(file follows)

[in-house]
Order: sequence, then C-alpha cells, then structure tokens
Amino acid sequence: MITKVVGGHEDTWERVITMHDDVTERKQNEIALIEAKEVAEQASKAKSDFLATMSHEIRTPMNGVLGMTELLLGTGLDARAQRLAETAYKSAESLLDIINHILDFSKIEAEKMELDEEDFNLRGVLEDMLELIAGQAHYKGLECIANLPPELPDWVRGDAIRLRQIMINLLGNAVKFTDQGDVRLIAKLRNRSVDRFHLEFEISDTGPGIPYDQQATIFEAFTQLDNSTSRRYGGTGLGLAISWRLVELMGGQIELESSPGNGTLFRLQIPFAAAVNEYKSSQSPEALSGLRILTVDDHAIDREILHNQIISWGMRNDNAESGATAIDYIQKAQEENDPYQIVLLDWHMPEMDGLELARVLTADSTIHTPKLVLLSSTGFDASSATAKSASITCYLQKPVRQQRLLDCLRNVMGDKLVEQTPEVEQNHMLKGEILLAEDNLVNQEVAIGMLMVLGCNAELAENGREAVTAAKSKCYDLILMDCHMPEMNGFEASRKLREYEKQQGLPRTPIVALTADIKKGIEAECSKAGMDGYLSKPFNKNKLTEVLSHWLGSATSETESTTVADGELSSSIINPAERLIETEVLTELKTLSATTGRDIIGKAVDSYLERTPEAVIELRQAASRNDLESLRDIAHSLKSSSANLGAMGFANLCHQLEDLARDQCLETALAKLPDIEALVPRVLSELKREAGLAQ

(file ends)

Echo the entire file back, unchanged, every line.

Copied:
[in-house]
Order: sequence, then C-alpha cells, then structure tokens
Amino acid sequence: MITKVVGGHEDTWERVITMHDDVTERKQNEIALIEAKEVAEQASKAKSDFLATMSHEIRTPMNGVLGMTELLLGTGLDARAQRLAETAYKSAESLLDIINHILDFSKIEAEKMELDEEDFNLRGVLEDMLELIAGQAHYKGLECIANLPPELPDWVRGDAIRLRQIMINLLGNAVKFTDQGDVRLIAKLRNRSVDRFHLEFEISDTGPGIPYDQQATIFEAFTQLDNSTSRRYGGTGLGLAISWRLVELMGGQIELESSPGNGTLFRLQIPFAAAVNEYKSSQSPEALSGLRILTVDDHAIDREILHNQIISWGMRNDNAESGATAIDYIQKAQEENDPYQIVLLDWHMPEMDGLELARVLTADSTIHTPKLVLLSSTGFDASSATAKSASITCYLQKPVRQQRLLDCLRNVMGDKLVEQTPEVEQNHMLKGEILLAEDNLVNQEVAIGMLMVLGCNAELAENGREAVTAAKSKCYDLILMDCHMPEMNGFEASRKLREYEKQQGLPRTPIVALTADIKKGIEAECSKAGMDGYLSKPFNKNKLTEVLSHWLGSATSETESTTVADGELSSSIINPAERLIETEVLTELKTLSATTGRDIIGKAVDSYLERTPEAVIELRQAASRNDLESLRDIAHSLKSSSANLGAMGFANLCHQLEDLARDQCLETALAKLPDIEALVPRVLSELKREAGLAQ